[Update of March 12, 2:48 pm -- UNDP spokesman David Morrison, in another strange "scrum" with reporters in the hallways outside, rather than at the rostrum in, the UN's press briefing room, chided Inner City Press for calling this a "two week audit," despite the inclusion of Mr. Goolsarran's memo's reference to a subsequent, but not certain, site visit to the DPRK. So, for the record, the memo does call the two weeks starting today "the first phase of the audit." Will the Kim Jong Il government subsequently allow the auditors into the country? How long does UNDP's lease in Pyongyang run? Who will be the Resident Representative replacing Timo Pakkala? On these and other questions, Mr. Morrison said he did not know, and would get back with answers, which Inner City Press has requested orally and by email to receive, today, including the long-ago requested volume of money that UNDP expended in DPRK including for other UN agencies. Mr. Morrison said, we can get that number, the overall figure. We're waiting for it.]

            The memo is also copied to Alicia Barcena of the Department of Management, and Controller Warren Sach. Four weeks ago, Mr. Sach referred Inner City Press' questions to Mr. Goolsarran, who in turn declined to answer:

Subject: Re: Press questions on UNJSPF and audits / UNDP / North Korea

From: Warren Sach

To: Inner City Press

Sent: Mon, 12 Feb 2007 10:01 AM

  Dear Mr Lee, Thank you for your e-mail of earlier this morning which is hereby acknowledged. I did meet with UNDP's Resident Coordinator for North Korea, Timo Pakkala on Friday 9 Feb. I advised him to contact the Executive Secretary of the Board of Auditors, Mr Anand Goolsarran to coordinate on logistical arrangement for the forthcoming audit. Mr Goolsarran would also be the best person for you to contact re Board of Auditors matters. The ACABQ Chairman, Mr Rajat Saha has written on Friday 9th Feb requesting that a special audit be conducted by the BoA in N Korea. This followed my own formal request to ACABQ that the BoA be requested to undertake an audit; in connection with that request the ACABQ held separate hearings on Wed 7th Feb with both myself and the representatives of the BoA on the request for an audit. I do know if the BoA has yet begun the audit; I suspect they have a number of logistical steps to take before field work begins; Mr Goolsarran can best advise you.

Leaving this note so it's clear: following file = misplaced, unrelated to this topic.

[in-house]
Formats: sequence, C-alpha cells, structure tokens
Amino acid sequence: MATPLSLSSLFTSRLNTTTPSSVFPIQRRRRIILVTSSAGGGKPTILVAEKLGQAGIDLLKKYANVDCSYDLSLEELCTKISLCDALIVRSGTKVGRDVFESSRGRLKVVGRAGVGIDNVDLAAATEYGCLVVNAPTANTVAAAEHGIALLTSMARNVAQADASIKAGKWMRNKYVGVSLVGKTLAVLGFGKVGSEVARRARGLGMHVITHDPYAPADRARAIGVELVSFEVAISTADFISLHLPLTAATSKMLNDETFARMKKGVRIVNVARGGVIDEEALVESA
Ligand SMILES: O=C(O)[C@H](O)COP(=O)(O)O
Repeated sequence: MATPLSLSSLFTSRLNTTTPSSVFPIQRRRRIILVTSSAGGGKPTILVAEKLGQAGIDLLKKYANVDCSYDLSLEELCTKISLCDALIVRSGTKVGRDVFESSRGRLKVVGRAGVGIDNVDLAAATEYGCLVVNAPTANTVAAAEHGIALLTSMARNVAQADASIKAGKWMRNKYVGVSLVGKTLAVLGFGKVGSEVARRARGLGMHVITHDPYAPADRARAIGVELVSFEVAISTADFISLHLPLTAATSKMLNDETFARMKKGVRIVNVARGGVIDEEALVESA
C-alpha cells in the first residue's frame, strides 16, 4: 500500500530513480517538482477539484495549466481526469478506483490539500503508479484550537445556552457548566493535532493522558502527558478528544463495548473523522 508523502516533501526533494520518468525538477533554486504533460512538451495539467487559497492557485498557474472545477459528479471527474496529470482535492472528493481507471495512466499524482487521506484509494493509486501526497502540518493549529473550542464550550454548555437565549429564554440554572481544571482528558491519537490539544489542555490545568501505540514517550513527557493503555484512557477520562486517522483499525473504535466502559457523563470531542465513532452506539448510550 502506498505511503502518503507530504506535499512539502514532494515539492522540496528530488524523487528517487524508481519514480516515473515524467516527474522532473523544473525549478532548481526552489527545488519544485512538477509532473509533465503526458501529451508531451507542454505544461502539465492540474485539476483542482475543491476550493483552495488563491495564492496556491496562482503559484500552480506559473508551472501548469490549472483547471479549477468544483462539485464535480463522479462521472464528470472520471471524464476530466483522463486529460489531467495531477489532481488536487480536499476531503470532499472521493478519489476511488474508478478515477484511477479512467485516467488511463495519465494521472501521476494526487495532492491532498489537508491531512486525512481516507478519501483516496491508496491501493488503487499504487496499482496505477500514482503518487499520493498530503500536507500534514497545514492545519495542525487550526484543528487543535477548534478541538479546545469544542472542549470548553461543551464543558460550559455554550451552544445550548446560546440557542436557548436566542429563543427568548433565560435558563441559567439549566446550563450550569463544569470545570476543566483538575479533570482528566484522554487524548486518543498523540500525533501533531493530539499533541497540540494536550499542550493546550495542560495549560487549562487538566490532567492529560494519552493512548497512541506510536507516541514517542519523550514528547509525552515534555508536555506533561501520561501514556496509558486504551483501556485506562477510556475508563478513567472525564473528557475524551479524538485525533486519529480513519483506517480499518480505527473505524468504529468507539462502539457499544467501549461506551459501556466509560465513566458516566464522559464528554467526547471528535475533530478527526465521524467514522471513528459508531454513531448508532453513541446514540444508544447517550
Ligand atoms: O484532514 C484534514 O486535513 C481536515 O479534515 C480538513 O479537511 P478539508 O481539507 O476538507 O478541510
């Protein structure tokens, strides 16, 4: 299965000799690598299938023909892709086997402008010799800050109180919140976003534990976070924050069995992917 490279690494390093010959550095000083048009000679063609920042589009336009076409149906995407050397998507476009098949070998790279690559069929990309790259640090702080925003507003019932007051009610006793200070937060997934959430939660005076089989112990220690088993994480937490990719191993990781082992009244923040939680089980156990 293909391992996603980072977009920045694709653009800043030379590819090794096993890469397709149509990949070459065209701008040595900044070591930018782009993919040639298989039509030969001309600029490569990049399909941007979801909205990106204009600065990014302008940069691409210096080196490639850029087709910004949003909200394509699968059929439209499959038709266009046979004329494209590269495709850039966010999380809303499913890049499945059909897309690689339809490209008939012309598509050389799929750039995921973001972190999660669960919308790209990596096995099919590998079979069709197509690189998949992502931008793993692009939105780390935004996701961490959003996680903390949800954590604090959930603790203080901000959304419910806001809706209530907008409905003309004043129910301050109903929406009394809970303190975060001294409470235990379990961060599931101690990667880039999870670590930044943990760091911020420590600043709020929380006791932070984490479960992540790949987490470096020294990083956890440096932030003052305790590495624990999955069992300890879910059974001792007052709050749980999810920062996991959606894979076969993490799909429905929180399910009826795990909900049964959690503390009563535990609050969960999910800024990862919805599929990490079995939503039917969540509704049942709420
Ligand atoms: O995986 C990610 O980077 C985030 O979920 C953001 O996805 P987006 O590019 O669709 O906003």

Inner City Press then posed the following still-outstanding questions to Mr. Goolsarran of the UN Board of Auditors:

Dear Mr. Goolsarran --

Hello... When will the audit(s) actually begin? We have heard a date of February 16. Is that correct? Who will perform the audit? ... Have you spoken with Mr. Pakkala? We are also informed that you met with the ACABQ on February 7. In the two meetings, what logistical arrangement were arrived at?

   Can you comment on the fact that the DPRK issues were not mentioned in the most recent publicly available audit of UNDP, which also refers, on Russia, to a document being "released" when it is nowhere available? Will the audit include other agencies such as WFP, UNFPA, WHO, FAO and others?  If limited to UNDP, will it include the money that UNDP pays on behalf of other agencies? Will any agencies be audited in geographies beyond the DPRK? If so, when?

There has been difficulty for the press in getting even basic information. UNDP, for example, has most recently told us regarding all North Korea-related questions, including a simple total figure of money UNDP handled for FAO, UNFPA and other UN agencies, that "Until the audit is completed, it would not be appropriate to comment on our work there..." In your position with the Board of Auditors, do you think it is  appropriate for a UN fund or program to cite the existence of one of your audits to, in the American  vernacular, expansively invoke the Fifth Amendment for at least 90 days on a wide range of issues of public concern?

            Mr. Goolsarran has yet to respond, although his memo, obtained by Inner City Press, answers some few of the questions. As previously reported, Controller Warren Sach left UN Headquarters on February 28, but is slated to be back today on March 12, the day the two-week audit process begins. Developing...

* * *

From  transcript of Feb. 20, 2007, UN noon briefing: